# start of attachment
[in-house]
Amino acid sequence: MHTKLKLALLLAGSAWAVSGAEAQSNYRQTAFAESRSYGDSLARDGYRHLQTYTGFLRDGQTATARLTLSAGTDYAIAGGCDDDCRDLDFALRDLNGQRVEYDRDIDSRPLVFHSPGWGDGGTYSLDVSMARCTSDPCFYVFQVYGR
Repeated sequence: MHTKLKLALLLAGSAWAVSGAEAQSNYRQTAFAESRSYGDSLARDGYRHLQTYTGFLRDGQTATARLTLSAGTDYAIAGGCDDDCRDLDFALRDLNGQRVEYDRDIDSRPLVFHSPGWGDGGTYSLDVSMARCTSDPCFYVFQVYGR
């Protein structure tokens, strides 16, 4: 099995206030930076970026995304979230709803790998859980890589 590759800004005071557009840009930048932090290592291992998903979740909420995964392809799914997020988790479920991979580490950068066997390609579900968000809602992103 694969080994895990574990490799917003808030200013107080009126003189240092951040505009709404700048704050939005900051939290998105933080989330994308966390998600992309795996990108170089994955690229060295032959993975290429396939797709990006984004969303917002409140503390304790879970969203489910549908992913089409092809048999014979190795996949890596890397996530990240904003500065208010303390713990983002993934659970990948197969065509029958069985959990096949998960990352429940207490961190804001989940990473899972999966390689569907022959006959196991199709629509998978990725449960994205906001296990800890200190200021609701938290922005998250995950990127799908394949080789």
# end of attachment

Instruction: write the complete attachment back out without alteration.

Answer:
[in-house]
Amino acid sequence: MHTKLKLALLLAGSAWAVSGAEAQSNYRQTAFAESRSYGDSLARDGYRHLQTYTGFLRDGQTATARLTLSAGTDYAIAGGCDDDCRDLDFALRDLNGQRVEYDRDIDSRPLVFHSPGWGDGGTYSLDVSMARCTSDPCFYVFQVYGR
Repeated sequence: MHTKLKLALLLAGSAWAVSGAEAQSNYRQTAFAESRSYGDSLARDGYRHLQTYTGFLRDGQTATARLTLSAGTDYAIAGGCDDDCRDLDFALRDLNGQRVEYDRDIDSRPLVFHSPGWGDGGTYSLDVSMARCTSDPCFYVFQVYGR
């Protein structure tokens, strides 16, 4: 099995206030930076970026995304979230709803790998859980890589 590759800004005071557009840009930048932090290592291992998903979740909420995964392809799914997020988790479920991979580490950068066997390609579900968000809602992103 694969080994895990574990490799917003808030200013107080009126003189240092951040505009709404700048704050939005900051939290998105933080989330994308966390998600992309795996990108170089994955690229060295032959993975290429396939797709990006984004969303917002409140503390304790879970969203489910549908992913089409092809048999014979190795996949890596890397996530990240904003500065208010303390713990983002993934659970990948197969065509029958069985959990096949998960990352429940207490961190804001989940990473899972999966390689569907022959006959196991199709629509998978990725449960994205906001296990800890200190200021609701938290922005998250995950990127799908394949080789």